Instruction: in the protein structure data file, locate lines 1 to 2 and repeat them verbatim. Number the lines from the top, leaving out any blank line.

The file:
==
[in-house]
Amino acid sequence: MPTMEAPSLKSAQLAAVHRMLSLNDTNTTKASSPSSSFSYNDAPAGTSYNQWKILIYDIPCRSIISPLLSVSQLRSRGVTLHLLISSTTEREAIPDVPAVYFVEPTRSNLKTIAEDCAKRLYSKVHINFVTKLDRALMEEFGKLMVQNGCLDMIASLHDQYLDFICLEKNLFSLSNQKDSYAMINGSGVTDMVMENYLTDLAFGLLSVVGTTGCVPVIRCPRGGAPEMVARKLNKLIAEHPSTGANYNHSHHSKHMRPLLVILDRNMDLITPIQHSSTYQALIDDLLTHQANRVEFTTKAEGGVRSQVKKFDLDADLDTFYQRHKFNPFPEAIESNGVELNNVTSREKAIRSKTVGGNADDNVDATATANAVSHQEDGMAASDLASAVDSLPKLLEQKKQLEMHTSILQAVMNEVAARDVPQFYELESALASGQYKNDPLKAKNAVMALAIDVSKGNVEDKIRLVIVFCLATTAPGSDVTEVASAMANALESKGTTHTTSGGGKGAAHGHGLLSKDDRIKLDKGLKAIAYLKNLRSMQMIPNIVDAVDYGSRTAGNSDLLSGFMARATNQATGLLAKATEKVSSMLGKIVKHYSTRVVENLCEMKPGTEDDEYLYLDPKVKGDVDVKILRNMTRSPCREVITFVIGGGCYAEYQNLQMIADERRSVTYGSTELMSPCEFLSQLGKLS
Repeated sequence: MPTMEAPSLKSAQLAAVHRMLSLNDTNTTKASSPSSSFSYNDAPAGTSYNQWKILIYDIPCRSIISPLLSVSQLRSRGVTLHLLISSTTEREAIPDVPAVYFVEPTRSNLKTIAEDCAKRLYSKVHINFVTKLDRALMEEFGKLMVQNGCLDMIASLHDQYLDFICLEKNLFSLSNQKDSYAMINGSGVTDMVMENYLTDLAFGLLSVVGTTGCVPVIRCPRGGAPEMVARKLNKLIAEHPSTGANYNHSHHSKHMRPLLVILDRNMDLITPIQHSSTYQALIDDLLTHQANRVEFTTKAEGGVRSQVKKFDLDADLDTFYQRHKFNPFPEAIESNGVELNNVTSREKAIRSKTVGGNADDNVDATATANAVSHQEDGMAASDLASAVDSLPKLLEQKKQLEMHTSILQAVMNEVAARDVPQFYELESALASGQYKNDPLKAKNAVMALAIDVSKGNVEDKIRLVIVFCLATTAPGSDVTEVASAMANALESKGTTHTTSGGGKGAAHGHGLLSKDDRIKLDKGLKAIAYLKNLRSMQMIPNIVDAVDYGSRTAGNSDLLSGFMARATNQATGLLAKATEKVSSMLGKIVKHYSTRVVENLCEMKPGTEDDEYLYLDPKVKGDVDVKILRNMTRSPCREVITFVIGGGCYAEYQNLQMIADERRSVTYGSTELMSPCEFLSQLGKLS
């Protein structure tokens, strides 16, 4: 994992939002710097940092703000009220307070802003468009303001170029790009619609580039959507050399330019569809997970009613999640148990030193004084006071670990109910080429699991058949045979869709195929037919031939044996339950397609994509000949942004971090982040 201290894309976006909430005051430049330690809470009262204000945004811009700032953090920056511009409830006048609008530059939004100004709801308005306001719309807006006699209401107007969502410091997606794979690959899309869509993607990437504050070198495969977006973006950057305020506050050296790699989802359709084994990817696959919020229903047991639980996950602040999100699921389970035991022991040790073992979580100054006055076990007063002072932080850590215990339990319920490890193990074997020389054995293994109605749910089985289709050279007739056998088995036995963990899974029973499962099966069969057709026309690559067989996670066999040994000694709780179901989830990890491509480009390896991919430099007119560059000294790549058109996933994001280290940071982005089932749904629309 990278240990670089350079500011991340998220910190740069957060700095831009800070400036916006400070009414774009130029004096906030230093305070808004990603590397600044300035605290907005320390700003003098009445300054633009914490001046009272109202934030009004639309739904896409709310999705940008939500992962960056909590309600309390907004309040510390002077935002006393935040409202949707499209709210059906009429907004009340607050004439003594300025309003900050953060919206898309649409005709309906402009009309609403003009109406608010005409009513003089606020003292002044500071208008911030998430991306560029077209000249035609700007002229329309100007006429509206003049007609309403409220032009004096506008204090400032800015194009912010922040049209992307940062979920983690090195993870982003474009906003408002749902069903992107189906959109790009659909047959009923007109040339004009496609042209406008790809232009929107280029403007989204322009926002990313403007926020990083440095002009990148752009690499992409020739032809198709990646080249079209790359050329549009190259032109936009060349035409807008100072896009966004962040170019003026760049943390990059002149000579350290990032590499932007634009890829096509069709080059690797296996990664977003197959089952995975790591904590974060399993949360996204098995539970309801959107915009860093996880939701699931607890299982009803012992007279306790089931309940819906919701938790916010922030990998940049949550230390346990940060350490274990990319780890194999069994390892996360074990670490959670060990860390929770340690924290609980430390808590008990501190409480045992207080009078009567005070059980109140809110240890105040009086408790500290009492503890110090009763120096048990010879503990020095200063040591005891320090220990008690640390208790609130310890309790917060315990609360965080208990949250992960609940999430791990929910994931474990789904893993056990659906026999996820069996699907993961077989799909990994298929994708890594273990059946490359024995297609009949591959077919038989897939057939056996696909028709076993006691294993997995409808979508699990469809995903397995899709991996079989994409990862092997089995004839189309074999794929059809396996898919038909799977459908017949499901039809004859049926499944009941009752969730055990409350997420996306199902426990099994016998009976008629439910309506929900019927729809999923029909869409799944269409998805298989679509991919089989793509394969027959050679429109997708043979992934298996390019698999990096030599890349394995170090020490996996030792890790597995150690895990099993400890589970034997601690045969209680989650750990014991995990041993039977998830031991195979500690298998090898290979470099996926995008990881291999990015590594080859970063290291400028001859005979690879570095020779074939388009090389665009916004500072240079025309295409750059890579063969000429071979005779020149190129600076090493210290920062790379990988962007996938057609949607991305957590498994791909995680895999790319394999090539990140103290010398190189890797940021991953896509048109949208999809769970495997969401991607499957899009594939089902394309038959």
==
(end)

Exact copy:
[in-house]
Amino acid sequence: MPTMEAPSLKSAQLAAVHRMLSLNDTNTTKASSPSSSFSYNDAPAGTSYNQWKILIYDIPCRSIISPLLSVSQLRSRGVTLHLLISSTTEREAIPDVPAVYFVEPTRSNLKTIAEDCAKRLYSKVHINFVTKLDRALMEEFGKLMVQNGCLDMIASLHDQYLDFICLEKNLFSLSNQKDSYAMINGSGVTDMVMENYLTDLAFGLLSVVGTTGCVPVIRCPRGGAPEMVARKLNKLIAEHPSTGANYNHSHHSKHMRPLLVILDRNMDLITPIQHSSTYQALIDDLLTHQANRVEFTTKAEGGVRSQVKKFDLDADLDTFYQRHKFNPFPEAIESNGVELNNVTSREKAIRSKTVGGNADDNVDATATANAVSHQEDGMAASDLASAVDSLPKLLEQKKQLEMHTSILQAVMNEVAARDVPQFYELESALASGQYKNDPLKAKNAVMALAIDVSKGNVEDKIRLVIVFCLATTAPGSDVTEVASAMANALESKGTTHTTSGGGKGAAHGHGLLSKDDRIKLDKGLKAIAYLKNLRSMQMIPNIVDAVDYGSRTAGNSDLLSGFMARATNQATGLLAKATEKVSSMLGKIVKHYSTRVVENLCEMKPGTEDDEYLYLDPKVKGDVDVKILRNMTRSPCREVITFVIGGGCYAEYQNLQMIADERRSVTYGSTELMSPCEFLSQLGKLS